Another marketing concept that is often misunderstood is the meaning of brands. Every company and organisation is a brand. Yes, that is true. Whether it is the fishmonger at the market, the independent investment advisor, the global retail chain or the exclusive boutique in the High street.
So what is a brand? Is it a logo ,a name a slogan ,a graphic design or colour scheme, a picture on a billboard?
Your brand is the entire experience your customers have with your company. It’s what you stand for, the promise you make, and the personality you convey to your customers, your market and your community , as a business.
And while it includes your logo, company colours and pay-off line, those are only creative elements that convey your brand. Instead, your brand lives in every day-to-day interaction you have with your markets and your customers.
Your brand lives in:
- The images you convey
- The messages you deliver on your website, proposals and sales materials etc
- The way your employees interact with customers
- A customer’s opinion of you versus your competition
Branding is crucial for products and services sold in any consumer markets. It’s also important in Business to Business marketing because it helps you stand out from your competition.
- It brings your competitive position and value proposition to life;
- It positions you as a certain “something unique ” in the mind of your customers.
- Your brand consistently and repeatedly tells your prospects and customers why they should buy from you.
Think about successful consumer brands like Disney, Toyota, Gucci, MTN, Samsung, Homebase, Google. You probably know what each brand represents. Now imagine that you’re competing against one of these companies. If you want to capture significant market share, start with a strong and unique brand identity or you may not get far. When you put two companies up against each other, the one that represents something valuable will have an easier time reaching, engaging, closing and retaining customers.
A strong brand strategy is a big advantage.
So what do your customers think about your brand?
Best Case Position
- Customers know exactly what you deliver and they feel great about your products.
- It’s easy to engage new customers because they quickly understand what you stand for.
- You close deals more quickly because your clients’ experiences with you supports everything you say.
- You can charge a premium price for your services because your market knows why you’re better than your competitors and they are willing to pay for it.
Why do you think customers are willing to pay such a high price for an iPhone…. isn’t it just another smart phone?
Middle of the Ground Position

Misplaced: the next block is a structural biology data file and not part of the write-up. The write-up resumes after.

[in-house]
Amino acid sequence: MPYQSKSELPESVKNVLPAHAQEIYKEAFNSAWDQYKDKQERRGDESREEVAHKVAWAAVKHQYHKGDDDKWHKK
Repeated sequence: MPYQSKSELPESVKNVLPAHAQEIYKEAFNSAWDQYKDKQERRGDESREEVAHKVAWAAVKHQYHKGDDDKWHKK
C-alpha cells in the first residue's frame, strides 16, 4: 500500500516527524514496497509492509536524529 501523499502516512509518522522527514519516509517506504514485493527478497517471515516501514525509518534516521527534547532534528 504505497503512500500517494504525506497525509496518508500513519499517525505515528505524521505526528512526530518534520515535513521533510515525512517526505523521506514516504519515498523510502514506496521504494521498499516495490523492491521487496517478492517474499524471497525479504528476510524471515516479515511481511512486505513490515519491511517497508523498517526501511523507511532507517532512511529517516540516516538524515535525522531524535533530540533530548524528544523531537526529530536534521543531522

- The market does not have a consistent view or impression of your products and company, but in general you think it’s positive.
- You haven’t thought a lot about branding because it doesn’t seem relevant, but you admit that you can do a better job of communicating consistently with the market.
- You don’t have any brand strategy, but on the whole you are getting by with ad hoc advertising.
- Your own impression is that you’re not helping yourself but you’re not hurting yourself either.
Why are women spending thousands of dollars on one Luis Vuitton bag…. isn’t it just another handbag
Worst case position
- You don’t have a brand strategy and it shows.
- It’s more difficult to communicate with potential clients and convince them to buy from you.
- Customer don’t have an impression of your products/services or why they are better that the competition.
- What you do in your company to serve customers, what you say to them and how you say it frequently contradict each other and this confuses your customers.
- Competitors who communicate more effectively have a better shot making sales than you.
Why are customers willing to pay so much to stay in the Peninsula Hotel, Hong Kong…. after all it is just another hotel?
Successful branding also creates “brand equity”
Brand equity is also reflects in the prices that consumers are willing to pay for the brand, the company’s market share and how profitable the brand is compared to its competitors. Customer brand equity is reflected in the consumer’s brand loyalty and your customers’ repurchase behaviour. It is no longer sufficient to customers for brands to meet their functional expectations, therefore brands should also meet the emotional and psychological expectations of consumers in order to differentiate themselves from other brands. Feelings influence consumer actions and therefore what customers feel when they experience your brand creates or breaks their commitment to your brand.
Here is a quick lesson on developing your brand strategy
Develop your brand strategy around emotional benefits
- List the features and benefits of your products or services. A feature is an attribute – a colour, a configuration; a benefit is what that feature does for the customer.
- Determine which benefits are most important to each of your customer segments.
- Identify which benefits are emotional – the most powerful brand strategies tap into emotions, even among business buyers.
- Look at the emotional benefits and boil them down to one thing that your customers should think of when they think of you. That’s what your brand should represent.
Define your brand
- Think of your brand as a person with a distinct personality. Describe him or her, then convey these traits in everything you do and create.
- Write positioning statements and a story about your brand; use them throughout your company materials.
- Choose colours, fonts and other visual elements that match your personality.
- Determine how your employees will interact with prospects and customers to convey the personality and make sure your brand “lives” within your company.
For African regional branding and marketing consulting, contact Chipo on firstname.lastname@example.org